Ernst Zuendel, publisher of works such as "Did six million really die?", was handed the maximum sentence under German law for Holocaust denial.
Zuendel, 67, has been in custody in Germany since March 2005 after being deported from Canada. The court would not release him on bail because of the danger he would flee.
In his closing statement Zuendel said the court should set up an international commission of experts to examine the Holocaust. If the commission confirmed the gassing of Jews, he told the court he would convene a press conference to apologise to Jews and other victims.
The trial was suspended in late 2005 after the judge dismissed a publicly appointed defence lawyer when she produced written submissions that appeared to deny the Holocaust. It resumed just over a year ago.
Zuendel is a German citizen who has spent much of his life in Canada and whose name is sometimes spelled Zundel. He ran a Web site and distributed a publication called "Germania Rundbrief" denying the Holocaust took place.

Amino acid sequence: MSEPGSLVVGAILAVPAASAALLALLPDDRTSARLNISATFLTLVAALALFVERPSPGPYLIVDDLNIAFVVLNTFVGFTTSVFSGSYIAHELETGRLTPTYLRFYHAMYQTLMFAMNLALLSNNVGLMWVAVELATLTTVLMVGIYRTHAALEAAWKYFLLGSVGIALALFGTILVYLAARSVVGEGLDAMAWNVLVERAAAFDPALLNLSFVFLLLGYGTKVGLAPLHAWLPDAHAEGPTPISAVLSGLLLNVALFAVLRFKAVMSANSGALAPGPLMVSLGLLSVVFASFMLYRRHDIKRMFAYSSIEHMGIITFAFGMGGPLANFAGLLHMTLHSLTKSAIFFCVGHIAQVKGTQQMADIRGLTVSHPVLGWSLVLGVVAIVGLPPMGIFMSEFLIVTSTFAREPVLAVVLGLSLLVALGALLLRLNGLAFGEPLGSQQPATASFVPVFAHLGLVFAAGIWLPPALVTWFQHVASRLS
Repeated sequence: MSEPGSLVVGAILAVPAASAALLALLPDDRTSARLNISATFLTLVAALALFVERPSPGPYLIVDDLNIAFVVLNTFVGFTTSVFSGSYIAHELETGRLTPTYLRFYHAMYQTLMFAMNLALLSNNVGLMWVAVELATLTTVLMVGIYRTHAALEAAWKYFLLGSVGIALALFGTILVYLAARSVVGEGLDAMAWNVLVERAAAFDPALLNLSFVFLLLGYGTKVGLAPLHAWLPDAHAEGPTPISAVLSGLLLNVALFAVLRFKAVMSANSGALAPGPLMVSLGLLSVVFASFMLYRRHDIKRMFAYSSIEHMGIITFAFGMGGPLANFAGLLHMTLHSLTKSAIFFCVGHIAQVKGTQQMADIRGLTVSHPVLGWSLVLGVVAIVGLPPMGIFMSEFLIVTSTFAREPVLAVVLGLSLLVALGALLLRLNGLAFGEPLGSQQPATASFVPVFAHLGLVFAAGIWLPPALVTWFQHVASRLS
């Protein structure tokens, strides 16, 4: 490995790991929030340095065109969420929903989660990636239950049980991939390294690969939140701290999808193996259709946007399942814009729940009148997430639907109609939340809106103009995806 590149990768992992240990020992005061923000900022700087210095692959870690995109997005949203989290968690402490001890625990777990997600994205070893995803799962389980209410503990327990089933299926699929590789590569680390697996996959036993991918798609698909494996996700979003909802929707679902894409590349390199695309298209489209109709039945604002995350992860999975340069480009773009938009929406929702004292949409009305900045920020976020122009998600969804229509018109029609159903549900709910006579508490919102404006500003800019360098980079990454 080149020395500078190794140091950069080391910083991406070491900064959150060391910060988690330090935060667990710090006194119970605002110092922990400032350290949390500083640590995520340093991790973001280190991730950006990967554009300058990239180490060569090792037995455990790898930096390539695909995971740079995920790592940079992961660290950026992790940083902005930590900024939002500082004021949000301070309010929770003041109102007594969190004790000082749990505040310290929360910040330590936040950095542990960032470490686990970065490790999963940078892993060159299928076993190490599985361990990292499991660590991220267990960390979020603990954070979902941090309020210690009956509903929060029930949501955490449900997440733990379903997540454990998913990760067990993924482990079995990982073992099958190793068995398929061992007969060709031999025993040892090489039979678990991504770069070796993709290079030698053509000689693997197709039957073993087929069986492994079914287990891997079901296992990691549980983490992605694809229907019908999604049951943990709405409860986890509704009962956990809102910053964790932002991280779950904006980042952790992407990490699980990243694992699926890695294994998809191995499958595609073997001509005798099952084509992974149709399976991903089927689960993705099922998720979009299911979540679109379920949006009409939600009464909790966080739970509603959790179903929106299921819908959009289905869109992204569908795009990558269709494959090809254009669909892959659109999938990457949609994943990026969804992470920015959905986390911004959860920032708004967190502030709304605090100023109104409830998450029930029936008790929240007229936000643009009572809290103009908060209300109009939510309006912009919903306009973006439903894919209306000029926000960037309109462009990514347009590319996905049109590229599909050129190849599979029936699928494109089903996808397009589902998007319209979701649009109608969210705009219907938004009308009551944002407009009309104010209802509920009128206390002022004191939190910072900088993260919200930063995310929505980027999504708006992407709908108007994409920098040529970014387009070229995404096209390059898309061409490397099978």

There were posters of Zuendel and other prominent Holocaust deniers at last year's Holocaust conference in Tehran organised by Iranian President Mahmoud Ahmadinejad, who has doubted the Holocaust and called for Israel's destruction.
Meanwhile, German Justice Minister Brigitte Zypries said Thursday she was confident the European Union can agree on EU-wide rules that would impose jail terms for
incitement of hate crimes, Holocaust denial and racist violence.
Zypries, whose country holds the EU presidency, acknowledged that getting agreement on the sensitive issue would not be easy.
”Some countries have a problem one way or another but I am confident that when we negotiate in the next couple of months we will find a solution,” She told reporters after EU ministers had a first discussion on the issue.